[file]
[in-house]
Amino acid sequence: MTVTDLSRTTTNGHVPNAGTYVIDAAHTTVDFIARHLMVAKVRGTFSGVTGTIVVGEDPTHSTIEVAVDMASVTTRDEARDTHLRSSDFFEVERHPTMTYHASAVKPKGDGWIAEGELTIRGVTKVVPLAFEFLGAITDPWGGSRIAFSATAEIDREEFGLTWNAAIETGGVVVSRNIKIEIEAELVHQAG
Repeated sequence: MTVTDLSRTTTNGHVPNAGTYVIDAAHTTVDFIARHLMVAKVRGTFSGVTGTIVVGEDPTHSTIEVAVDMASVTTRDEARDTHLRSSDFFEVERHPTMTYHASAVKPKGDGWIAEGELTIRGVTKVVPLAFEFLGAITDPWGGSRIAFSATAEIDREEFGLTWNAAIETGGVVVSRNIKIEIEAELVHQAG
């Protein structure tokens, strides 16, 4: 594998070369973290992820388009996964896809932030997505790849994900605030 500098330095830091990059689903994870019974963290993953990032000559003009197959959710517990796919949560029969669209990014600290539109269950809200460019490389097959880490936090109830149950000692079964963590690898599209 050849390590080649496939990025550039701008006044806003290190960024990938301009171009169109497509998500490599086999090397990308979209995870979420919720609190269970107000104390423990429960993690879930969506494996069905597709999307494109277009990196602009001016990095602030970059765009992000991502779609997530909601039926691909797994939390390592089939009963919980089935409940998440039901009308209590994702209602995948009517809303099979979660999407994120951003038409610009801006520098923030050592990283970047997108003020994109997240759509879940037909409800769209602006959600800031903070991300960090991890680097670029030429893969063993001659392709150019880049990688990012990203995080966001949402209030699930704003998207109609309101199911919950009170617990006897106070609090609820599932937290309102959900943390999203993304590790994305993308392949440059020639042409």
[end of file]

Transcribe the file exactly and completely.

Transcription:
[in-house]
Amino acid sequence: MTVTDLSRTTTNGHVPNAGTYVIDAAHTTVDFIARHLMVAKVRGTFSGVTGTIVVGEDPTHSTIEVAVDMASVTTRDEARDTHLRSSDFFEVERHPTMTYHASAVKPKGDGWIAEGELTIRGVTKVVPLAFEFLGAITDPWGGSRIAFSATAEIDREEFGLTWNAAIETGGVVVSRNIKIEIEAELVHQAG
Repeated sequence: MTVTDLSRTTTNGHVPNAGTYVIDAAHTTVDFIARHLMVAKVRGTFSGVTGTIVVGEDPTHSTIEVAVDMASVTTRDEARDTHLRSSDFFEVERHPTMTYHASAVKPKGDGWIAEGELTIRGVTKVVPLAFEFLGAITDPWGGSRIAFSATAEIDREEFGLTWNAAIETGGVVVSRNIKIEIEAELVHQAG
């Protein structure tokens, strides 16, 4: 594998070369973290992820388009996964896809932030997505790849994900605030 500098330095830091990059689903994870019974963290993953990032000559003009197959959710517990796919949560029969669209990014600290539109269950809200460019490389097959880490936090109830149950000692079964963590690898599209 050849390590080649496939990025550039701008006044806003290190960024990938301009171009169109497509998500490599086999090397990308979209995870979420919720609190269970107000104390423990429960993690879930969506494996069905597709999307494109277009990196602009001016990095602030970059765009992000991502779609997530909601039926691909797994939390390592089939009963919980089935409940998440039901009308209590994702209602995948009517809303099979979660999407994120951003038409610009801006520098923030050592990283970047997108003020994109997240759509879940037909409800769209602006959600800031903070991300960090991890680097670029030429893969063993001659392709150019880049990688990012990203995080966001949402209030699930704003998207109609309101199911919950009170617990006897106070609090609820599932937290309102959900943390999203993304590790994305993308392949440059020639042409």